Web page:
The North American Sustainable Refrigeration Council (NASRC) recently presented a natural refrigerant seminar and live CO2 demo at the Danfoss headquarters in Baltimore, Maryland. Sponsored by CoolSys and Danfoss, the seminar shared insights on natural refrigerant applications in supermarkets and why they are considered a future-proof alternative to HFC refrigerants.
Danielle Wright, the executive director of the NASRC, kicked off the seminar with an overview of natural refrigerants, which include ammonia, carbon dioxide (CO2), and hydrocarbons. Wright discussed the significant climate benefits that natural refrigerants offer compared to commonly used HFC refrigerants, citing that HFC refrigerant leaks in U.S. supermarkets result in roughly 152 billion pounds of CO2 emissions annually. Wright also reviewed the wide range of natural refrigerant equipment options available on the market and the benefits and barriers to adopting these technologies.
One significant factor driving food retailers to consider natural refrigerant options is the increasing refrigeration regulations at the state, federal, and global level. Christina Starr of the Environmental Investigation Agency (EIA) provided an overview of current refrigerant regulations and the role they are playing in the adoption of natural refrigerants. Most notably, Starr discussed the increasing commitments to reduce HFCs at the state level. California was the first state to make a commitment to phasedown HFCs, with a goal of reducing HFC emissions by 40 percent by the year 2030. More recently, New York, Connecticut, Maryland, and Washington have announced HFC regulatory commitments.
“It is critical for states to understand the burden HFC regulations place on the supermarket sector,” Wright said. “Food retailers have a huge potential to help these states accomplish their climate goals, especially if proposed regulations reduce the barriers preventing the adoption of climate-friendly refrigeration alternatives.”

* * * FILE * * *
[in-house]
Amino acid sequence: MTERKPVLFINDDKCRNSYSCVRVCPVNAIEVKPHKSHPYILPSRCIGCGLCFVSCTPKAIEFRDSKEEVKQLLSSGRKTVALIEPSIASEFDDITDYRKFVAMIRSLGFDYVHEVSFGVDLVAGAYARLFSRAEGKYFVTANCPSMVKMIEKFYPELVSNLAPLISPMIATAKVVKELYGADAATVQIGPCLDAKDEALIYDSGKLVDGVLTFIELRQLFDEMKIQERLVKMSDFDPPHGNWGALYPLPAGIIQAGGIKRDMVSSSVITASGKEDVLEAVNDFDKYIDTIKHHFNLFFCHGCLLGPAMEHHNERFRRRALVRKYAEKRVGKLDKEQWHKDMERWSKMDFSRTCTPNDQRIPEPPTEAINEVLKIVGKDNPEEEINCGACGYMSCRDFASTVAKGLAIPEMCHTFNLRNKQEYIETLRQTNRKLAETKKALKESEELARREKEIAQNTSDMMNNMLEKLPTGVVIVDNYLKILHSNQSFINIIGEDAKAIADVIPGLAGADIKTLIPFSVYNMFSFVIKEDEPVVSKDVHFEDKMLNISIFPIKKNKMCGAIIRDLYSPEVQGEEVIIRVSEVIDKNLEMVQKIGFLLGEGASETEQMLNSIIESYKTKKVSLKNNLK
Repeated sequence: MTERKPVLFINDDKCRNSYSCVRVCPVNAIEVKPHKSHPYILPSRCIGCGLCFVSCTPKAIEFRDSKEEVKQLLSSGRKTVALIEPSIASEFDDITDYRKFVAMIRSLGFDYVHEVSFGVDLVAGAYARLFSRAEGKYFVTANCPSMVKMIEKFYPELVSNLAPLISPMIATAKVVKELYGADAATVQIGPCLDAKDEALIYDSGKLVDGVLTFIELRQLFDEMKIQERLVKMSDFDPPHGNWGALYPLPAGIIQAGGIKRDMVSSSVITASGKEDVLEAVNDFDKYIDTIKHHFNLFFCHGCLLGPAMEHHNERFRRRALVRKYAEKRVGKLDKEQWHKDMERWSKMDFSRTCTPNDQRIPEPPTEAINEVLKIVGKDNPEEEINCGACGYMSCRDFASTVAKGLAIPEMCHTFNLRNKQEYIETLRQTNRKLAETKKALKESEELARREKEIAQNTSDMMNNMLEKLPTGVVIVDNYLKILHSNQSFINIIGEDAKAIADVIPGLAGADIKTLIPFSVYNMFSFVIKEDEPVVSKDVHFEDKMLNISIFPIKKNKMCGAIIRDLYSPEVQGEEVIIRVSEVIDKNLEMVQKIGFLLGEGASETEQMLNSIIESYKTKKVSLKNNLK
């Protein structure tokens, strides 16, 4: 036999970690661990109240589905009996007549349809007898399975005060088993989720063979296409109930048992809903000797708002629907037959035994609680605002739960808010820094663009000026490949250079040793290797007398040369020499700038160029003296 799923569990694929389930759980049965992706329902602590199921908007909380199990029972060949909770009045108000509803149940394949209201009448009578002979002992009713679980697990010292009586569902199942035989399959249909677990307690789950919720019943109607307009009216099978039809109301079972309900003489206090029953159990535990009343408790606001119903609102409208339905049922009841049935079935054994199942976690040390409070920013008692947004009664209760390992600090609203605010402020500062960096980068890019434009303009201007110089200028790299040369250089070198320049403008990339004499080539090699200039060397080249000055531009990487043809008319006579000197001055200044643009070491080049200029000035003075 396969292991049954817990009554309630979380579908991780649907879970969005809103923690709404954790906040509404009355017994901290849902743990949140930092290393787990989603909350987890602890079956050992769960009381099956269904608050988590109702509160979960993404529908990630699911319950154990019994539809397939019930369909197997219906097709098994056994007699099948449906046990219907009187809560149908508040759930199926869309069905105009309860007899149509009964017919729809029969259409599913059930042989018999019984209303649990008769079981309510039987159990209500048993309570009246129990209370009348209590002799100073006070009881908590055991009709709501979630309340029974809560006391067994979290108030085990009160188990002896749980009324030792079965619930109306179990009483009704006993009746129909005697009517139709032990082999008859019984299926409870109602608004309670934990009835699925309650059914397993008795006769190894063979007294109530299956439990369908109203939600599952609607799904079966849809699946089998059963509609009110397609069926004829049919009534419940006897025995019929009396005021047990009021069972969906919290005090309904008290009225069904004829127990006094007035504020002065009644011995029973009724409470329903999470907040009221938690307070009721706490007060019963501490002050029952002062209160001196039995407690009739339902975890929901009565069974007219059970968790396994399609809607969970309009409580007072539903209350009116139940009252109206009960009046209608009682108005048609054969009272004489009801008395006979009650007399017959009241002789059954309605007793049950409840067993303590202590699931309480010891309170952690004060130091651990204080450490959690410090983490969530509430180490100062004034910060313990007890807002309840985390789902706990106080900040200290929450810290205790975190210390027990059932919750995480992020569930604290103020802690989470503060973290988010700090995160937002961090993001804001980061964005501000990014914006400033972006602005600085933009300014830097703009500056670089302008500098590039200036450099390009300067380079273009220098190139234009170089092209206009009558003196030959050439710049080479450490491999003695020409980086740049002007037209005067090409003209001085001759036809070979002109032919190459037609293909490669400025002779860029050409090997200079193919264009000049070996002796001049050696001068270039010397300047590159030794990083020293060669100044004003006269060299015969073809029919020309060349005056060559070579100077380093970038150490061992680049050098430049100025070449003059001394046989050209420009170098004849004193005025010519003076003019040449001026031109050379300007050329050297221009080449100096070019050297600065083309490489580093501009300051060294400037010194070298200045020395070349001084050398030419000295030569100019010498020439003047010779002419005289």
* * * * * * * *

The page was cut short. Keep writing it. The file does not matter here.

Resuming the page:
Incentive programs for low-GWP refrigerants are one solution states are exploring to help offset the incremental costs that have been cited as a barrier to supermarket adoption of natural refrigerant-based technologies. Incentive programs have the power to accelerate the adoption of low-GWP refrigeration technologies, moving them closer to reaching economies of scale. Thus, these programs can decrease the cost barriers that prevent many supermarkets from adopting low-GWP technologies beyond the states administering the programs.
The second half of the seminar focused on CO2 as a refrigerant. Tony Lundell and Eric Smith of the International Institute for Ammonia Refrigeration (IIAR) presented on the status of their CO2 safety standard, expected to be finalized within the next year. This standard is intended to specify the minimum requirements for the safe use of CO2 as a refrigerant in industrial and commercial applications.
Peter Dee of Danfoss followed with an overview of the mega-trends the industry is experiencing, such as a rise in digitalization, increasing urban populations, and a changing climate. He also shared insights on the technological advances that have improved the performance of CO2 transcritical systems, allowing this technology to be adopted by more supermarkets. With refrigeration accounting for roughly half of a supermarket’s annual electricity use, the energy performance of a system is a significant cost consideration. The improved performance of CO2 transcritical has made it a viable option for more supermarkets in more geographic locations. Danfoss closed the seminar with a live demonstration of a CO2 transcritical system using their mobile training unit.
Publication date: 3/5/2019